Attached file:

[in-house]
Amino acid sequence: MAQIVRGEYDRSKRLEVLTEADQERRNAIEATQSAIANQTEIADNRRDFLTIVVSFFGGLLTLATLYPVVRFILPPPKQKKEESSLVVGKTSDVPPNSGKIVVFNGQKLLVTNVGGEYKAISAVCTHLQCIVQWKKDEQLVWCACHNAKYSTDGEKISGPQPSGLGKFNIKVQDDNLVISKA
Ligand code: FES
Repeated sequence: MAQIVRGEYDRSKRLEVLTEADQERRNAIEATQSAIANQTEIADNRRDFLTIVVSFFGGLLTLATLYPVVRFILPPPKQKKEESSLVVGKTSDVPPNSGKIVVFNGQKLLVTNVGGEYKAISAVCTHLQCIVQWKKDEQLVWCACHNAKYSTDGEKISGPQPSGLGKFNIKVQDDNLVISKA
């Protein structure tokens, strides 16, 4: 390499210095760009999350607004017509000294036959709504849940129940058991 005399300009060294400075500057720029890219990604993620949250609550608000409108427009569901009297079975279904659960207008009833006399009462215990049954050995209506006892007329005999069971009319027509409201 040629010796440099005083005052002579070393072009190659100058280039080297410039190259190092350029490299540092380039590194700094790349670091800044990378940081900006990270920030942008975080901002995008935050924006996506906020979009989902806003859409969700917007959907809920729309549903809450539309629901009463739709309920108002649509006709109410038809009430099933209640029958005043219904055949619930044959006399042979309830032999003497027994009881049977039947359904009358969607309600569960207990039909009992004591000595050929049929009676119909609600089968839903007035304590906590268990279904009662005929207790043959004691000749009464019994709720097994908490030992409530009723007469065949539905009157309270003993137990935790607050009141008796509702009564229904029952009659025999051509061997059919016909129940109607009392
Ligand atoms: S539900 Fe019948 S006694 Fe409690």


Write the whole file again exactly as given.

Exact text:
[in-house]
Amino acid sequence: MAQIVRGEYDRSKRLEVLTEADQERRNAIEATQSAIANQTEIADNRRDFLTIVVSFFGGLLTLATLYPVVRFILPPPKQKKEESSLVVGKTSDVPPNSGKIVVFNGQKLLVTNVGGEYKAISAVCTHLQCIVQWKKDEQLVWCACHNAKYSTDGEKISGPQPSGLGKFNIKVQDDNLVISKA
Ligand code: FES
Repeated sequence: MAQIVRGEYDRSKRLEVLTEADQERRNAIEATQSAIANQTEIADNRRDFLTIVVSFFGGLLTLATLYPVVRFILPPPKQKKEESSLVVGKTSDVPPNSGKIVVFNGQKLLVTNVGGEYKAISAVCTHLQCIVQWKKDEQLVWCACHNAKYSTDGEKISGPQPSGLGKFNIKVQDDNLVISKA
């Protein structure tokens, strides 16, 4: 390499210095760009999350607004017509000294036959709504849940129940058991 005399300009060294400075500057720029890219990604993620949250609550608000409108427009569901009297079975279904659960207008009833006399009462215990049954050995209506006892007329005999069971009319027509409201 040629010796440099005083005052002579070393072009190659100058280039080297410039190259190092350029490299540092380039590194700094790349670091800044990378940081900006990270920030942008975080901002995008935050924006996506906020979009989902806003859409969700917007959907809920729309549903809450539309629901009463739709309920108002649509006709109410038809009430099933209640029958005043219904055949619930044959006399042979309830032999003497027994009881049977039947359904009358969607309600569960207990039909009992004591000595050929049929009676119909609600089968839903007035304590906590268990279904009662005929207790043959004691000749009464019994709720097994908490030992409530009723007469065949539905009157309270003993137990935790607050009141008796509702009564229904029952009659025999051509061997059919016909129940109607009392
Ligand atoms: S539900 Fe019948 S006694 Fe409690």